“A much stronger and more coherent signal regarding river flows and groundwater levels, but the forecasts indicate that the potential impact isn't right now … we'll keep an eye on the situation” – water resource manager at Stage 3.
While a flood event is less of an immediate issue for water resource managers, secondary effects relating to closure of canals (navigation), turbidity, and sewer surcharge (wastewater operations) did invoke action where there was potential to impact on the public. Participants were notably proactive where they had had previous experience of extreme events, e.g. forecasters' analogies with the 2007 floods (Chatterton et al., 2010), or had been witness to poor management; e.g. the wastewater operations manager recognized high potential for groundwater flooding and sewer surcharge at 1 month's lead time in the Evenlode, Cherwell, and Colne (Fig. 7).
“Based on previous operational issues, I'd advise pre-emptive actions such as the cleaning and maintenance of pumping stations for these catchments” – Wastewater operations manager at Stage 2/3.
This highlights the value of retaining institutional memory where possible (see also McEwen et al., 2012) and being aware of organizations' or individuals' pre-determined positions or perceived self-interests which may largely be founded on previous experiences (Ishikawa et al., 2011).
It is important to note that while this activity focused on a flood event, decisions made by the groups would almost certainly have differed if the SHF had indicated drought conditions. The impacts of drought have the potential to affect larger areas, for longer (Bloomfield and Marchant, 2013), notably with respect to agriculture (Li et al., 2017), reservoir management (Turner et al., 2017) and navigation (Meißner et al., 2017). The difference in response between water sector users supports the notion that tailoring SHF information to specific user groups will improve uptake and ability to inform decision-making (Jones et al., 2015; Lorenz et al., 2015; Vaughan et al., 2016; Soares et al., 2018), an area currently being explored by the IMPREX Risk Outlook (IMPREX, 2018b).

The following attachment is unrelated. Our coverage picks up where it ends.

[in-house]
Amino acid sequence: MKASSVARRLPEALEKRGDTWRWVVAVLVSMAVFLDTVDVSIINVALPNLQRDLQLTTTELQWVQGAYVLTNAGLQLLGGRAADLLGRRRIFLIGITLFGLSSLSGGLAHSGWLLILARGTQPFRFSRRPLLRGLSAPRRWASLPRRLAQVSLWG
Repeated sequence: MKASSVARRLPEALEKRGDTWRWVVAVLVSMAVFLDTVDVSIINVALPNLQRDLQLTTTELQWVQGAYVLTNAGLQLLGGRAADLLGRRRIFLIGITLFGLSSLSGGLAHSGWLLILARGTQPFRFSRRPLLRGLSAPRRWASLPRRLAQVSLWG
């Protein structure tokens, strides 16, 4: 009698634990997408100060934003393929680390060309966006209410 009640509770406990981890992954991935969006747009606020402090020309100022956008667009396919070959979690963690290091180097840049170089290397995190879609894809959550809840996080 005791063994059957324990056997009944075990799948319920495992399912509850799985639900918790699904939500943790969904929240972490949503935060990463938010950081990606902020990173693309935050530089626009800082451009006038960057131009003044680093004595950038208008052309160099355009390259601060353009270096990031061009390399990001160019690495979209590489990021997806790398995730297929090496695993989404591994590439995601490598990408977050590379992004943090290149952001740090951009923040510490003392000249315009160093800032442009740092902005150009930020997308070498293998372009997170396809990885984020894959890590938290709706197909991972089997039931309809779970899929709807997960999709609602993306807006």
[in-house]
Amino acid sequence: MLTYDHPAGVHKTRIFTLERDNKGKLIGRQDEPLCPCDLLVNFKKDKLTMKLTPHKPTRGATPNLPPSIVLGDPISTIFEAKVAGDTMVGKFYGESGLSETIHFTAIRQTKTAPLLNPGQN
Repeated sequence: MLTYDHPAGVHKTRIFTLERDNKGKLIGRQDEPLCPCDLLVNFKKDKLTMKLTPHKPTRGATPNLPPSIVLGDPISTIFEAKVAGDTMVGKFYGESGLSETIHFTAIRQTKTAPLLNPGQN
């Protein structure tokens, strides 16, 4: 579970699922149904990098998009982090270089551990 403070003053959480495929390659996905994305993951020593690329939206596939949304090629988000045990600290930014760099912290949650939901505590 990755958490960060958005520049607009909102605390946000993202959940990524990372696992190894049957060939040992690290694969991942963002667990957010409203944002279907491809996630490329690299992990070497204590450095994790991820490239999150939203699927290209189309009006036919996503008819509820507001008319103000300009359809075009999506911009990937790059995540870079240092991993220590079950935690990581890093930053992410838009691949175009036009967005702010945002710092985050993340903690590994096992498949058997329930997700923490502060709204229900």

5.3 Communication is both a barrier and enabler to decision-making
Communication is one of the most frequently identified barriers when it comes to uptake and use of seasonal meteorological and hydrological forecasts (Soares and Dessai, 2015; Vaughan et al., 2016; Golding et al., 2017; Soares et al., 2018). Discussions captured during the focus group and indicated on some empathy maps identified two key communication barriers in the West Thames: (1) between water sector users themselves and how they interpret and communicate SHF information and (2) a disconnect between scientists developing the forecasts and those involved in policy, practice and decision-making.
All groups said they felt better able to interpret and communicate the messages when presented with a range of complementary forms of SHF information including maps, hydrographs, and text, with maps being of particular value. This supports findings by Lorenz et al. (2015), who identified clear differences in users' comprehension of and preference for visualizations of climate information. Mapping information was also found to be important in the survey by Vaughan et al. (2016), while numerical representations were preferred over text and graphics in the study by Soares et al. (2018). Many participants said they would feel better prepared and able to discuss upcoming hydrological conditions if SHF information was visualized in a variety of ways and regular engagement was made a routine part of their job (see Sect. 5.4).